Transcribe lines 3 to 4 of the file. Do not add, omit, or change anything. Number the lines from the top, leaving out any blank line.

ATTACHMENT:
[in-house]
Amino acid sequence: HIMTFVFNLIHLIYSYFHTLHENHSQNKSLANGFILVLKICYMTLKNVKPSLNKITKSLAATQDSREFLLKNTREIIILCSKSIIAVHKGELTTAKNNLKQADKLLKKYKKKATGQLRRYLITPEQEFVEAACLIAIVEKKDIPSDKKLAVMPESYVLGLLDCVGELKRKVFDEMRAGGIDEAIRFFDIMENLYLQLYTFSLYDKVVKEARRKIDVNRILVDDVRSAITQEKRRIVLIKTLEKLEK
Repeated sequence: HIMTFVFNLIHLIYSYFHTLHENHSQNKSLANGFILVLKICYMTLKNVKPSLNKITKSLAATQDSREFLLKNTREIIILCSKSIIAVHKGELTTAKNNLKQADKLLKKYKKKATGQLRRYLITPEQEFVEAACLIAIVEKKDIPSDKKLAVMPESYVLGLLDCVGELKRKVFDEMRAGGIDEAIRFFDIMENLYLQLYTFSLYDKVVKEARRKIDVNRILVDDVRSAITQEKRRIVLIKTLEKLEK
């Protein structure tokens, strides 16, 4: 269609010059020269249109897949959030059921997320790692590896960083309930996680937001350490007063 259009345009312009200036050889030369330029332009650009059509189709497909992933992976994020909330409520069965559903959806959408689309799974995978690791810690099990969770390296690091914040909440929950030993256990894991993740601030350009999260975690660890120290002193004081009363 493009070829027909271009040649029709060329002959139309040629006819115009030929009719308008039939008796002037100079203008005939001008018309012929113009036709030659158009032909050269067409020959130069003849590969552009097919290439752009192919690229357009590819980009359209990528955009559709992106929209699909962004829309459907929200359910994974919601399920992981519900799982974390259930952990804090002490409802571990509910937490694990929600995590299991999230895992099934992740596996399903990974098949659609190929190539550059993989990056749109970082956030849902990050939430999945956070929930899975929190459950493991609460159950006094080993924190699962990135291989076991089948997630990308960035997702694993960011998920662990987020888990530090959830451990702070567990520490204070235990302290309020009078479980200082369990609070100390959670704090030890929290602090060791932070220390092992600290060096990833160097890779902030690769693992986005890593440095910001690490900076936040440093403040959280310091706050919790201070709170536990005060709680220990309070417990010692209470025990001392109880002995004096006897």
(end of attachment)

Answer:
Repeated sequence: HIMTFVFNLIHLIYSYFHTLHENHSQNKSLANGFILVLKICYMTLKNVKPSLNKITKSLAATQDSREFLLKNTREIIILCSKSIIAVHKGELTTAKNNLKQADKLLKKYKKKATGQLRRYLITPEQEFVEAACLIAIVEKKDIPSDKKLAVMPESYVLGLLDCVGELKRKVFDEMRAGGIDEAIRFFDIMENLYLQLYTFSLYDKVVKEARRKIDVNRILVDDVRSAITQEKRRIVLIKTLEKLEK
């Protein structure tokens, strides 16, 4: 269609010059020269249109897949959030059921997320790692590896960083309930996680937001350490007063 259009345009312009200036050889030369330029332009650009059509189709497909992933992976994020909330409520069965559903959806959408689309799974995978690791810690099990969770390296690091914040909440929950030993256990894991993740601030350009999260975690660890120290002193004081009363 493009070829027909271009040649029709060329002959139309040629006819115009030929009719308008039939008796002037100079203008005939001008018309012929113009036709030659158009032909050269067409020959130069003849590969552009097919290439752009192919690229357009590819980009359209990528955009559709992106929209699909962004829309459907929200359910994974919601399920992981519900799982974390259930952990804090002490409802571990509910937490694990929600995590299991999230895992099934992740596996399903990974098949659609190929190539550059993989990056749109970082956030849902990050939430999945956070929930899975929190459950493991609460159950006094080993924190699962990135291989076991089948997630990308960035997702694993960011998920662990987020888990530090959830451990702070567990520490204070235990302290309020009078479980200082369990609070100390959670704090030890929290602090060791932070220390092992600290060096990833160097890779902030690769693992986005890593440095910001690490900076936040440093403040959280310091706050919790201070709170536990005060709680220990309070417990010692209470025990001392109880002995004096006897």